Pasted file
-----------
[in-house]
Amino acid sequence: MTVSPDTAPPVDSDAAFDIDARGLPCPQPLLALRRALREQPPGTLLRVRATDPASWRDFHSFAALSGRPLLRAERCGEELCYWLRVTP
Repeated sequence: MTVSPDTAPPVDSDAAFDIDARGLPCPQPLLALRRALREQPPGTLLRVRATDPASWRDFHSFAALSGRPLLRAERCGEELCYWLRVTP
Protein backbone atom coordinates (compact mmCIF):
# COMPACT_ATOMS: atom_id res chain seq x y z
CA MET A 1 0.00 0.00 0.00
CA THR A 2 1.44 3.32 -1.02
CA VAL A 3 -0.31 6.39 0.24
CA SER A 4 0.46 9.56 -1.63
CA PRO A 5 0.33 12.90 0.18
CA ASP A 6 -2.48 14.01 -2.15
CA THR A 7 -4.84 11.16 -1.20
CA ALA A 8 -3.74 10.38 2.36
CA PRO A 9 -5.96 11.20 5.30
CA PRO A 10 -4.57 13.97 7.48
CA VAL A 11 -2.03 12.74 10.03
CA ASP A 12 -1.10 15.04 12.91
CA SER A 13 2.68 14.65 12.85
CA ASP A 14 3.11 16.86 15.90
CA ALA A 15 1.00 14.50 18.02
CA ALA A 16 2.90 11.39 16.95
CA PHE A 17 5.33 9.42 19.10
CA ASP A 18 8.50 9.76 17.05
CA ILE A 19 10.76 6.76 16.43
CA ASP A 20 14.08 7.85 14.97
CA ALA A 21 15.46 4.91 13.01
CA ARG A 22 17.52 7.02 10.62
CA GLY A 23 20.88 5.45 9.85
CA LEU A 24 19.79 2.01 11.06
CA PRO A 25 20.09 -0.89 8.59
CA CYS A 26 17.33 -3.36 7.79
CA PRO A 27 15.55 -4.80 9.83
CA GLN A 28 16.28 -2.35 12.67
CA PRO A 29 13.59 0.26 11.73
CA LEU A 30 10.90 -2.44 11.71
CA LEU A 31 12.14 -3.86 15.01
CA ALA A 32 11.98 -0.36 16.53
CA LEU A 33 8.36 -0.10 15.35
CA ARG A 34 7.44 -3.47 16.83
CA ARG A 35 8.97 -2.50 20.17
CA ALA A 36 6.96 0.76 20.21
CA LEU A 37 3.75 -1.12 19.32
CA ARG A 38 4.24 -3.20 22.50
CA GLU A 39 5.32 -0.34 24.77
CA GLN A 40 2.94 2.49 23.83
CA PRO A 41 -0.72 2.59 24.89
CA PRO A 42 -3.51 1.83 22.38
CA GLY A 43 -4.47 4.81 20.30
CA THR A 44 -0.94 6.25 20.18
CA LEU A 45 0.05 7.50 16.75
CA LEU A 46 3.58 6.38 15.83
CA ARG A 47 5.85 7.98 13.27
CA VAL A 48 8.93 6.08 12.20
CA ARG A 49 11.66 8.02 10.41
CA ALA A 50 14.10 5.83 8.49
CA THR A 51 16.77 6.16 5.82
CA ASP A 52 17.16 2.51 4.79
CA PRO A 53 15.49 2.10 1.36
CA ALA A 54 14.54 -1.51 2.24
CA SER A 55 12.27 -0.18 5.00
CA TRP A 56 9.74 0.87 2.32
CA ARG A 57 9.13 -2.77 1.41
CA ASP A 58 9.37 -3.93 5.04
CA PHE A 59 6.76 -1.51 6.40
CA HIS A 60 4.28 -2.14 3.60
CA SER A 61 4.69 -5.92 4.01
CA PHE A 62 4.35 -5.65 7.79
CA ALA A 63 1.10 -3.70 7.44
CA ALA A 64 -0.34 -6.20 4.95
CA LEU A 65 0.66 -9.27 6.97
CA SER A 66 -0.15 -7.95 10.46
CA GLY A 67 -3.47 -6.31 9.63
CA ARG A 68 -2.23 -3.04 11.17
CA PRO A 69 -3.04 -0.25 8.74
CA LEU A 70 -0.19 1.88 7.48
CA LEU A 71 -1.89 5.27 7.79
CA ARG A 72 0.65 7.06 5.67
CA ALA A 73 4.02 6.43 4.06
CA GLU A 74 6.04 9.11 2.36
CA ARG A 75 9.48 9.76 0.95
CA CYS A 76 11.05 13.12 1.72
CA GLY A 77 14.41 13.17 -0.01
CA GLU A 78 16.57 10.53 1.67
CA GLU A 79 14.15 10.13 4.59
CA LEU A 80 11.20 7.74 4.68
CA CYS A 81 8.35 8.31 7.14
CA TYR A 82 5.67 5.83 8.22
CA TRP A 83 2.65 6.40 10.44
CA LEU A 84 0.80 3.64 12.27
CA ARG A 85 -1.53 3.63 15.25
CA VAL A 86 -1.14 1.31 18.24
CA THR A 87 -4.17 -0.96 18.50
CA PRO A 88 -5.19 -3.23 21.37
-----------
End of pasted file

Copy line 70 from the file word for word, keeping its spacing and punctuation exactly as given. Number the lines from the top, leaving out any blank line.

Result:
CA LEU A 65 0.66 -9.27 6.97